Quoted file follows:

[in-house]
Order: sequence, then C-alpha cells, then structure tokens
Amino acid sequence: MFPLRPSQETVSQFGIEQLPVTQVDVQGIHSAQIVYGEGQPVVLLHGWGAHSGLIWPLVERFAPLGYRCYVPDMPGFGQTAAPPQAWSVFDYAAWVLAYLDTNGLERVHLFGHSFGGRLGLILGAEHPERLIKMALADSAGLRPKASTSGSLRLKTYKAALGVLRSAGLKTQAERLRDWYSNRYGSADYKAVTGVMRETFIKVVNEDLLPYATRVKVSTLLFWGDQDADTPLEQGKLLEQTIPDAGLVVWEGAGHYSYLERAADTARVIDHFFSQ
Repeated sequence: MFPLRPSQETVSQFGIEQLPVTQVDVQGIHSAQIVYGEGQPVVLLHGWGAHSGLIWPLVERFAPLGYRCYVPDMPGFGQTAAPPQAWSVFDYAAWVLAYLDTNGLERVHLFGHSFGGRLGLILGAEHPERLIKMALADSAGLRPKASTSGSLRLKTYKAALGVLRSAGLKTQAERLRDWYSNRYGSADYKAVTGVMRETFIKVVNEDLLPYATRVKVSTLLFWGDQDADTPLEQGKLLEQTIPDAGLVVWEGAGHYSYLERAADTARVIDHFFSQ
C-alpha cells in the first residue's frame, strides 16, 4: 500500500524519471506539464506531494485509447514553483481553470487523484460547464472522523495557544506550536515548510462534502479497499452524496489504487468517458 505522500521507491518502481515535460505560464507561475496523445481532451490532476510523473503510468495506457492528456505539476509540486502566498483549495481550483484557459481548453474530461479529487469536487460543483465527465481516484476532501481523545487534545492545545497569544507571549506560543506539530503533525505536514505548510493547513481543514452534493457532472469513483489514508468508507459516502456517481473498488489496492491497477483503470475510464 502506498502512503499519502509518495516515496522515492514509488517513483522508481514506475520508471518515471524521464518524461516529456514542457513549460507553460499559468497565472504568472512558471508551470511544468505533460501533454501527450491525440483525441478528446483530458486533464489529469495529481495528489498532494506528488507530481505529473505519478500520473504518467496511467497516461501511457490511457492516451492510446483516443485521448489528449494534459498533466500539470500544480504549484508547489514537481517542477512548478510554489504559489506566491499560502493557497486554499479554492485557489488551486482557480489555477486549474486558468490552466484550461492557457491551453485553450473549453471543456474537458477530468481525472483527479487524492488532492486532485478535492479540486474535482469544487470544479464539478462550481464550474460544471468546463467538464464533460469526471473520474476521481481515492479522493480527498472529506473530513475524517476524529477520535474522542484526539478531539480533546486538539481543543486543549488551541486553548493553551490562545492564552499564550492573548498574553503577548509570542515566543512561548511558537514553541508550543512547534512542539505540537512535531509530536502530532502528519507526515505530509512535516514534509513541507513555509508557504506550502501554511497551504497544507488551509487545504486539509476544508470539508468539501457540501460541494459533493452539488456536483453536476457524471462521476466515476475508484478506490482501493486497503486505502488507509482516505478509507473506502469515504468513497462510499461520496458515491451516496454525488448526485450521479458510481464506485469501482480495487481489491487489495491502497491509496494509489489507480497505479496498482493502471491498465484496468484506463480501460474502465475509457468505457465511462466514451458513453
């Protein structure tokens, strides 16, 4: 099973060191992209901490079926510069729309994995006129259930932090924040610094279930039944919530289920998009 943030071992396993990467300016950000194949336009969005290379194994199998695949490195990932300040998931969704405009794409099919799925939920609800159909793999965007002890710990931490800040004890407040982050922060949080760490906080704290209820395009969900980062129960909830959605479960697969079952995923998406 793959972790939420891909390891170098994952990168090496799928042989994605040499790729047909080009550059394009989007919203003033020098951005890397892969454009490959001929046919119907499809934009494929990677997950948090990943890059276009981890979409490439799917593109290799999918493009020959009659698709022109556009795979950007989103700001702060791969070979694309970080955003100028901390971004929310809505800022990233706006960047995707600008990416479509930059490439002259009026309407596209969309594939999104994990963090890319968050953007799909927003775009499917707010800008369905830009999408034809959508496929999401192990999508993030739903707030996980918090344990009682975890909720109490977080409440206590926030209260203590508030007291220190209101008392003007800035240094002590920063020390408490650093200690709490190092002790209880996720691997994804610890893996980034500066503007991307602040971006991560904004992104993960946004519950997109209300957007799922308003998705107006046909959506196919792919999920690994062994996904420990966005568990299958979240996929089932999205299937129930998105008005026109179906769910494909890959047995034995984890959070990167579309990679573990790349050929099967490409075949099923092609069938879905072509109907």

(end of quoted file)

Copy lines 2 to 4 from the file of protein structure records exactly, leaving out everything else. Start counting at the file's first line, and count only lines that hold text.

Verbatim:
Order: sequence, then C-alpha cells, then structure tokens
Amino acid sequence: MFPLRPSQETVSQFGIEQLPVTQVDVQGIHSAQIVYGEGQPVVLLHGWGAHSGLIWPLVERFAPLGYRCYVPDMPGFGQTAAPPQAWSVFDYAAWVLAYLDTNGLERVHLFGHSFGGRLGLILGAEHPERLIKMALADSAGLRPKASTSGSLRLKTYKAALGVLRSAGLKTQAERLRDWYSNRYGSADYKAVTGVMRETFIKVVNEDLLPYATRVKVSTLLFWGDQDADTPLEQGKLLEQTIPDAGLVVWEGAGHYSYLERAADTARVIDHFFSQ
Repeated sequence: MFPLRPSQETVSQFGIEQLPVTQVDVQGIHSAQIVYGEGQPVVLLHGWGAHSGLIWPLVERFAPLGYRCYVPDMPGFGQTAAPPQAWSVFDYAAWVLAYLDTNGLERVHLFGHSFGGRLGLILGAEHPERLIKMALADSAGLRPKASTSGSLRLKTYKAALGVLRSAGLKTQAERLRDWYSNRYGSADYKAVTGVMRETFIKVVNEDLLPYATRVKVSTLLFWGDQDADTPLEQGKLLEQTIPDAGLVVWEGAGHYSYLERAADTARVIDHFFSQ